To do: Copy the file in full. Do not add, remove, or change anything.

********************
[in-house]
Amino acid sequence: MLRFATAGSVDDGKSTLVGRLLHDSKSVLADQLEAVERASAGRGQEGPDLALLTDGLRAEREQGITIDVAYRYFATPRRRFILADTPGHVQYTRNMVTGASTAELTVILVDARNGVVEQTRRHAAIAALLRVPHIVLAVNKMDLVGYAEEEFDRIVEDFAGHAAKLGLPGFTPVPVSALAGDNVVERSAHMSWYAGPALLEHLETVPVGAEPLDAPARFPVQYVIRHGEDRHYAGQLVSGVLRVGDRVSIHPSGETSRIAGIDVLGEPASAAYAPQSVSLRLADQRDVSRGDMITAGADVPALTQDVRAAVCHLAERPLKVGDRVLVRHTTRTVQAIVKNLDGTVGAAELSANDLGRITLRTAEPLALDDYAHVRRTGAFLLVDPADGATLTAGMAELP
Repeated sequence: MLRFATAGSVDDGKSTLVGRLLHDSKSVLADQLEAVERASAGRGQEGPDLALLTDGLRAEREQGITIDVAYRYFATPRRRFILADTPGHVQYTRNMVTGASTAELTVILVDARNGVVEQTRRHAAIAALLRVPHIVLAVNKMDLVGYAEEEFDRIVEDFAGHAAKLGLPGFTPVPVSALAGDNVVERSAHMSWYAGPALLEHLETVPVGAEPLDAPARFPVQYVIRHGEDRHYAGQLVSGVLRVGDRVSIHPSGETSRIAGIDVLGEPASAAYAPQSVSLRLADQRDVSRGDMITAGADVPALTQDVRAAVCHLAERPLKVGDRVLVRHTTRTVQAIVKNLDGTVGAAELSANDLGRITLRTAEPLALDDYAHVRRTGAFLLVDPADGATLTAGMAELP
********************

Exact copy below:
[in-house]
Amino acid sequence: MLRFATAGSVDDGKSTLVGRLLHDSKSVLADQLEAVERASAGRGQEGPDLALLTDGLRAEREQGITIDVAYRYFATPRRRFILADTPGHVQYTRNMVTGASTAELTVILVDARNGVVEQTRRHAAIAALLRVPHIVLAVNKMDLVGYAEEEFDRIVEDFAGHAAKLGLPGFTPVPVSALAGDNVVERSAHMSWYAGPALLEHLETVPVGAEPLDAPARFPVQYVIRHGEDRHYAGQLVSGVLRVGDRVSIHPSGETSRIAGIDVLGEPASAAYAPQSVSLRLADQRDVSRGDMITAGADVPALTQDVRAAVCHLAERPLKVGDRVLVRHTTRTVQAIVKNLDGTVGAAELSANDLGRITLRTAEPLALDDYAHVRRTGAFLLVDPADGATLTAGMAELP
Repeated sequence: MLRFATAGSVDDGKSTLVGRLLHDSKSVLADQLEAVERASAGRGQEGPDLALLTDGLRAEREQGITIDVAYRYFATPRRRFILADTPGHVQYTRNMVTGASTAELTVILVDARNGVVEQTRRHAAIAALLRVPHIVLAVNKMDLVGYAEEEFDRIVEDFAGHAAKLGLPGFTPVPVSALAGDNVVERSAHMSWYAGPALLEHLETVPVGAEPLDAPARFPVQYVIRHGEDRHYAGQLVSGVLRVGDRVSIHPSGETSRIAGIDVLGEPASAAYAPQSVSLRLADQRDVSRGDMITAGADVPALTQDVRAAVCHLAERPLKVGDRVLVRHTTRTVQAIVKNLDGTVGAAELSANDLGRITLRTAEPLALDDYAHVRRTGAFLLVDPADGATLTAGMAELP